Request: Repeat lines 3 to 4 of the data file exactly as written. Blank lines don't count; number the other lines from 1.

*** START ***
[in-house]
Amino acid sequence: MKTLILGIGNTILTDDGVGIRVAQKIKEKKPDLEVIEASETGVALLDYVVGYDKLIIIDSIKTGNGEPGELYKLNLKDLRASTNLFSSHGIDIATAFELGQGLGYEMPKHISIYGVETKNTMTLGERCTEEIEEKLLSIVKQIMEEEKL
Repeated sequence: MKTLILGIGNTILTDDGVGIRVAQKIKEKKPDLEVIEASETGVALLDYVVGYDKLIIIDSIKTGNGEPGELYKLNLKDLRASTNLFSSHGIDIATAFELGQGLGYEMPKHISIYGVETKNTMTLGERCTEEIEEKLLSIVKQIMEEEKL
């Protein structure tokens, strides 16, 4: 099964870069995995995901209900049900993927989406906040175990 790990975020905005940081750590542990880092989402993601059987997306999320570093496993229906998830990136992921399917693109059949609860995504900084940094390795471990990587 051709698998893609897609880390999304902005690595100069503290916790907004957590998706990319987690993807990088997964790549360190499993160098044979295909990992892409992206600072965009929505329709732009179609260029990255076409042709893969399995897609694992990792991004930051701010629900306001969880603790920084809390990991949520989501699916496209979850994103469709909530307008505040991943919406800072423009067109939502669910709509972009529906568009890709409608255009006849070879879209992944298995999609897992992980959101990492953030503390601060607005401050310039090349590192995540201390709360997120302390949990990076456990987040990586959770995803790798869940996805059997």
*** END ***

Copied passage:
Repeated sequence: MKTLILGIGNTILTDDGVGIRVAQKIKEKKPDLEVIEASETGVALLDYVVGYDKLIIIDSIKTGNGEPGELYKLNLKDLRASTNLFSSHGIDIATAFELGQGLGYEMPKHISIYGVETKNTMTLGERCTEEIEEKLLSIVKQIMEEEKL
């Protein structure tokens, strides 16, 4: 099964870069995995995901209900049900993927989406906040175990 790990975020905005940081750590542990880092989402993601059987997306999320570093496993229906998830990136992921399917693109059949609860995504900084940094390795471990990587 051709698998893609897609880390999304902005690595100069503290916790907004957590998706990319987690993807990088997964790549360190499993160098044979295909990992892409992206600072965009929505329709732009179609260029990255076409042709893969399995897609694992990792991004930051701010629900306001969880603790920084809390990991949520989501699916496209979850994103469709909530307008505040991943919406800072423009067109939502669910709509972009529906568009890709409608255009006849070879879209992944298995999609897992992980959101990492953030503390601060607005401050310039090349590192995540201390709360997120302390949990990076456990987040990586959770995803790798869940996805059997």